According to research, more than 70% of people in the US will experience at least one episode of low back pain (LBP) in their life.  What is known about LBP and jogging?  Keep in mind running is an extension activity in the spine.  It also involves obvious repetitive compression/loading with ground impact.

A recent study in the Journal of Athletic Training (Sept./Oct. 2009) looked at the impact of lumbar paraspinal muscle fatigue and postural adjustments seen in running.  Poor lumbar extension endurance has been linked to increased risk for developing LBP.  In this study, researches looked at 25 recreationally active participants with a history of recurrent episodes of LBP and 25 healthy controls.


The testing process included:

  1. 5 minute warm-up on the treadmill
  2. 60 seconds of treadmill jogging at self selected pace
  3. 1 set of fatiguing isometric lumbar extension exercise
  4. Another 60 second treadmill jog at the same speed

For your reference, the fatiguing lumbar exercise consisted of repeated cycles of 10 second, gravity resisted isometric contractions followed by a 10 second rest on a lumber hyper extension chair.  So, what did the results show?

In a nutshell, those with a history of recurrent LBP showed much less postural adjustment with the muscle fatigue compared to their healthy counterparts.  The healthy subjects tended to exhibit a more forward trunk lean (1.1 degrees or less lumbar lordosis) and increase lateral bend during jogging gait.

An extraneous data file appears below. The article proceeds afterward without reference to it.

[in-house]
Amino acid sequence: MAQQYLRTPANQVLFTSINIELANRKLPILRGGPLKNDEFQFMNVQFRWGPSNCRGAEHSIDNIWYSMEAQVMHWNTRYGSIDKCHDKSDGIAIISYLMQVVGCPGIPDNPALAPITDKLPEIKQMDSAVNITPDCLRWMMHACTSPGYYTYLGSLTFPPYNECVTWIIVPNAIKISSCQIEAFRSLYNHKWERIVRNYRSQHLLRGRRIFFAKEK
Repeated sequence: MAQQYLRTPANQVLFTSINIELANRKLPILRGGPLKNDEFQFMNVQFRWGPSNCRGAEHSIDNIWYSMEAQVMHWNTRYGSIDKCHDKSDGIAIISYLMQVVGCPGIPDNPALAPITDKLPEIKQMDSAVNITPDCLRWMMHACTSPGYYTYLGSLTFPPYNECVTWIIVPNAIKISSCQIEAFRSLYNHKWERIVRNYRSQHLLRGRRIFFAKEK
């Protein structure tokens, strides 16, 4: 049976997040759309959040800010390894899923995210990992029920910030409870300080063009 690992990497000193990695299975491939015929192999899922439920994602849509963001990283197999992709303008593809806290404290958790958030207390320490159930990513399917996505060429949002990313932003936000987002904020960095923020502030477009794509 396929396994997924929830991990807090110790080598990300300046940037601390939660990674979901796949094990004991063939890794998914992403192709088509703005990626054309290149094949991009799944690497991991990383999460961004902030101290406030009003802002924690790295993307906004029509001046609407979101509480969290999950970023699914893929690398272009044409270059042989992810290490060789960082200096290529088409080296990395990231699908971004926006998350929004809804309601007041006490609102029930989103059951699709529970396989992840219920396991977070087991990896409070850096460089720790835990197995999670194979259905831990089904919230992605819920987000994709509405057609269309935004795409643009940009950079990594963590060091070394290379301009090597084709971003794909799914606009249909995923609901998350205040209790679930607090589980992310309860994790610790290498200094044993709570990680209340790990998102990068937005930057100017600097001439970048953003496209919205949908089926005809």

On the flip side, those with recurrent LBP, they tended to stay more upright (0.2 degrees of additional lean on average).  The authors feel this may indicate a coping mechanism due to core instability and a way to effectively stabilize the spine.    Increased trunk lean would increase forces on the spine and intervertebral disc.  The lack of change in the population with LBP may help explain excessive fatigue in the muscles that support the spine, pelvis and hips.

So what does this mean for those who have LBP?  The postural change, or rather lack thereof, may be an Aha moment in regard to the need for improved core training for runners and athletes.  It should also indicate that long term running or athletic competitions may increase the risk for more frequent LBP or a greater back injury. 

There are three big takeaway messages here:

  1. Include low back extension endurance training in your workouts
  2. Integrate appropriate core exercises (planks, side planks, 3 dimensional exercise) to improve strength and stability of the hips, pelvis and spine
  3. Get professional evaluation and training from a knowledgeable fitness pro if you have LBP